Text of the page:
Short snack tonight, one of those “Open the fridge and peek at a couple of covered dishes that have sat there so long you are no longer sure what they had been, but they don’t smell bad yet” things… It’s late, the bulb blew a month or two back, and it all looks suspiciously edible, but not.
Served up for the evening, we have:
- Dinner (and writing) music
- A huge bag of candy, or it it well-done steak (Oh, no! Spoiler alert!)
- Succulent deserts for Zombies….
1. Inspirations from the inspired
A lot of people I know use music to help inspire their creative efforts. I know several people who DJ part-time, several others who are musicians in their own rights (including one hobbyist at the didgeridoo)… The rest, myself included, have extensive collections of music.
When I say I have an extensive collection, I would have to compare it closer to a field of wildflowers than a manicured garden.
Not only do I have far more MP3s, .WMAs and such than I know how to sort, I also still have LPs, and two (only one marginally functional) turntables to play them on. I have cassette tapes and CDs scattered about the house, some with music that can’t be easily replaced because I have yet to find it elsewhere. Not so much because the songs were necessarily rare, but because in high school, I never bothered to label songs I taped from random sources. I’m still looking for a source of a tape I copied for my French teacher in 10th grade called “Made in Paris”, a compilation LP of which I’ve only found one of the songs online: this one. I love listening to that tape and hope I will find the rest of those songs someday. (Update: in a fit of procrastination, I found another one by Kas Product.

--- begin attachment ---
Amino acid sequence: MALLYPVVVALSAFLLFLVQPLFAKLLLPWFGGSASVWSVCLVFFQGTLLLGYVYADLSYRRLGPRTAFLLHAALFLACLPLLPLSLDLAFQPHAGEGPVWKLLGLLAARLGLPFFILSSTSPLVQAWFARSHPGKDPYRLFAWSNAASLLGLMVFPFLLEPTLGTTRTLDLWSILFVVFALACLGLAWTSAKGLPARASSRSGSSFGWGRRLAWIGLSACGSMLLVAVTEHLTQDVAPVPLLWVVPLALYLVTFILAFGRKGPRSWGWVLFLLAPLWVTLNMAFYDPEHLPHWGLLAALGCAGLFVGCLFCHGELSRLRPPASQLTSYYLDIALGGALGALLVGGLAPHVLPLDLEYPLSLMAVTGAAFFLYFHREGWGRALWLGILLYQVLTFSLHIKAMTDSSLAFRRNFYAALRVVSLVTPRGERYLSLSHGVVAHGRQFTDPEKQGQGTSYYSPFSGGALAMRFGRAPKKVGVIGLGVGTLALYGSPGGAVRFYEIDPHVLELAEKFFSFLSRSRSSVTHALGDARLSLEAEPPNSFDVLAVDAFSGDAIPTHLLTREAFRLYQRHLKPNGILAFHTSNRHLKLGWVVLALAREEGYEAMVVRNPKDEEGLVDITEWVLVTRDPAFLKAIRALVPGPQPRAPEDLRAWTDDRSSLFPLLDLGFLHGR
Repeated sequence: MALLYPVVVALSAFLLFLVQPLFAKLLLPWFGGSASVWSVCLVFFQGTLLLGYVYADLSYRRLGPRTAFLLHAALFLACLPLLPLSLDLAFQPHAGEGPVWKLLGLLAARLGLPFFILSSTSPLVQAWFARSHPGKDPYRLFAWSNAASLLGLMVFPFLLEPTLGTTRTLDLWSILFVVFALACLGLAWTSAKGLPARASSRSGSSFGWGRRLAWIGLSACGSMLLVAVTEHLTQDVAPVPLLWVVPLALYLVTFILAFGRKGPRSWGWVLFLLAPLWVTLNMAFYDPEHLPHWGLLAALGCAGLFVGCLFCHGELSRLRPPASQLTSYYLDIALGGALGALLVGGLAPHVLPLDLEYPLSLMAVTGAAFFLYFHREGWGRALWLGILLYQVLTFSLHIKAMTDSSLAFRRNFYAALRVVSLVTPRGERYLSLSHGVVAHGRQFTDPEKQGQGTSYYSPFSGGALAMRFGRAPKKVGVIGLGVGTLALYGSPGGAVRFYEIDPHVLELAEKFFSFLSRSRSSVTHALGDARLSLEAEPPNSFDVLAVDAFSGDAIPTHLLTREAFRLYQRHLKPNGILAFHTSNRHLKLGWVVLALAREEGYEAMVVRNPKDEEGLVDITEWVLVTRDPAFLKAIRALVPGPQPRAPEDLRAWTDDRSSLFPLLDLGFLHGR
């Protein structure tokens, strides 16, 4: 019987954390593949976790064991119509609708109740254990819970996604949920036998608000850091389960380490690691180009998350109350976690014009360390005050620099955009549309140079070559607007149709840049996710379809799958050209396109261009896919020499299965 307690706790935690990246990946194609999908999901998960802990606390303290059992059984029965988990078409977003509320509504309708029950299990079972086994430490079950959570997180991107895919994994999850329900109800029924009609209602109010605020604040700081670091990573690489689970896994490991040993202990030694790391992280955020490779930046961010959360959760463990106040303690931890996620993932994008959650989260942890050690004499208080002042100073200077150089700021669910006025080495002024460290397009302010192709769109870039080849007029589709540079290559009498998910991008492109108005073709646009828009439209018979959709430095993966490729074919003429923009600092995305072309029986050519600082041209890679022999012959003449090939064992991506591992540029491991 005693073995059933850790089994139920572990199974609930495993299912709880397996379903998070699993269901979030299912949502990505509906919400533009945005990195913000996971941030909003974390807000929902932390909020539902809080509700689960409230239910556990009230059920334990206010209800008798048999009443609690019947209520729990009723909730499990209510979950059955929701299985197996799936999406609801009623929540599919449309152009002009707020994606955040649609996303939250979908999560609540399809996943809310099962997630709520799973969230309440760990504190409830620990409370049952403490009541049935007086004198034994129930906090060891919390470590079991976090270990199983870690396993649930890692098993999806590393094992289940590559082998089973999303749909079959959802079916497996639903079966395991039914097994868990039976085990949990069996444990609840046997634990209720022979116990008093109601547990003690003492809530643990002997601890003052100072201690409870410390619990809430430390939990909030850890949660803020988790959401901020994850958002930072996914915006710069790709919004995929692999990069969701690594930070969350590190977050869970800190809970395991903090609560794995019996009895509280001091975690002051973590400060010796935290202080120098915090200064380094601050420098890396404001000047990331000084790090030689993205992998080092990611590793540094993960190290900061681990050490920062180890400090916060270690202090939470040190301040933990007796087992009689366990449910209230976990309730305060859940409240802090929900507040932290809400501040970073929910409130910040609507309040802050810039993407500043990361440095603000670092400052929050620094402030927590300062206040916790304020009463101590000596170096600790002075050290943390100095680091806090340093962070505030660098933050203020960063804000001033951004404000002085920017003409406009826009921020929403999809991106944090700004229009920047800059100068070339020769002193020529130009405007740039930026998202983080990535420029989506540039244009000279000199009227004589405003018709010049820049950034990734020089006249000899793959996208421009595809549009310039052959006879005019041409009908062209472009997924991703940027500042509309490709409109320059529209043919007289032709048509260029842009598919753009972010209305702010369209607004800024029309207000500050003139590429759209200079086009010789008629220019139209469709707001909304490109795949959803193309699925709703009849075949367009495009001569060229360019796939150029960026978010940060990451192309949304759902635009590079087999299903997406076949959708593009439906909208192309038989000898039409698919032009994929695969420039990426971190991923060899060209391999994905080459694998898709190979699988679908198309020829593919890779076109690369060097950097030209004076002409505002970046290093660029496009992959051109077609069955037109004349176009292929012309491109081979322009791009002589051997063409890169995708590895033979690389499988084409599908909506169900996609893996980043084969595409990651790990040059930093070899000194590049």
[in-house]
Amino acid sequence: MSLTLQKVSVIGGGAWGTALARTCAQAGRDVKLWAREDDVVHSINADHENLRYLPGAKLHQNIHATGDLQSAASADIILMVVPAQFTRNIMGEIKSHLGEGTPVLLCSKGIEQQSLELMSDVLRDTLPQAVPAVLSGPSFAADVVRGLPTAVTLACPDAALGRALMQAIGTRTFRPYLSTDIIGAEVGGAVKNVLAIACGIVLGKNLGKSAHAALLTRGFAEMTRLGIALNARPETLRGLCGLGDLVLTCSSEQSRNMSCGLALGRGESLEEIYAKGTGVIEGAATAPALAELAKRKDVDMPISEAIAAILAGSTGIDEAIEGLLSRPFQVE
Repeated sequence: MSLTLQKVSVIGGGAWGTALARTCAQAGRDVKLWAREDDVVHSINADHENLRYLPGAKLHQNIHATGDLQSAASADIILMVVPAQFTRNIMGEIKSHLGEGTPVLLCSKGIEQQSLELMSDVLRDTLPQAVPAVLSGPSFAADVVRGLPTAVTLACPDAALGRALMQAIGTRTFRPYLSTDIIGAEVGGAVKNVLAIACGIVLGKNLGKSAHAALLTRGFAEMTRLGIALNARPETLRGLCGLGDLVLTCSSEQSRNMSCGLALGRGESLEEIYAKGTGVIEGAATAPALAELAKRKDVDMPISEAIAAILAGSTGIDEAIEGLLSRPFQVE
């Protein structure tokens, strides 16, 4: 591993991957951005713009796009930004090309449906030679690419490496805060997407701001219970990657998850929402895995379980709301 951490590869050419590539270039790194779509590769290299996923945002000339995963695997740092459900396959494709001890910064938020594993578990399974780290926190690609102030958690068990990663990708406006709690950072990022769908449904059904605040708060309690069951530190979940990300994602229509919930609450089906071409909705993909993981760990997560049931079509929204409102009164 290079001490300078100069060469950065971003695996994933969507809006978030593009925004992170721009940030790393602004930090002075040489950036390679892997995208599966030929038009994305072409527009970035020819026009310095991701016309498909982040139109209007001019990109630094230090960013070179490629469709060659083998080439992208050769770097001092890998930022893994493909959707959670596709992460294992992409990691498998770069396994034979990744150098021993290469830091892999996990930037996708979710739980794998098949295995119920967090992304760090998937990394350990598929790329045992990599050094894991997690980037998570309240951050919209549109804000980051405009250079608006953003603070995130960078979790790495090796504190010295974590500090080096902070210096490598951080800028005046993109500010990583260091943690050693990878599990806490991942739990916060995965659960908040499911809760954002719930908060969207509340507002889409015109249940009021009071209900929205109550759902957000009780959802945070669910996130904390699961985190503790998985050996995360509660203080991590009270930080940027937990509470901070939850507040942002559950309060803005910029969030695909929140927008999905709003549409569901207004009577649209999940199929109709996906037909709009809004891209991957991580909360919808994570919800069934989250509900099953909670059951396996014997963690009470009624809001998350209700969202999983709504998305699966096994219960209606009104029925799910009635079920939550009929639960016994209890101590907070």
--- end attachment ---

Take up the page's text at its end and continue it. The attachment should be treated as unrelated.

What inspired me to write about music tonight? This post by Natasha Guadalupe and this equally lovely piece by the Symphony of Science made my head spin. For a while, all I could do was stare and daydream. Lights, color, passion… and our world in its glory. I almost felt as if I were watching fractals. I like fractals.
What about music however? How does it inspire us? I wish I knew. I know that certain sounds tend to evoke memories. I tend to listen to two kinds of music when I write: music I know so very well I cannot even hear it, but I feel it surrounding me, or music in a foreign language that I know only vaguely or not at all. Instrumentals can do well, but I tend to be fussier about them.
But music becomes an essence of many of my characters. Atyr is a dancer in defiance of her upbringing. Alanii and the twins, Valistii and Valichii, are dancers because of theirs, and the twins are musicians as well. Valistii uses the dance to become a killer. In some earlier versions of Courting the Swan Song, Atyr and her half-sister used their songs to destroy the world, a lullaby with a forever sleep.
All I know is that music has power, and I find it is often the fuel that fires my creativity. It’s not surprising to note that on days I can’t listen to music, I can’t write more than nonsense.
2. The Witch Who Made Adjustments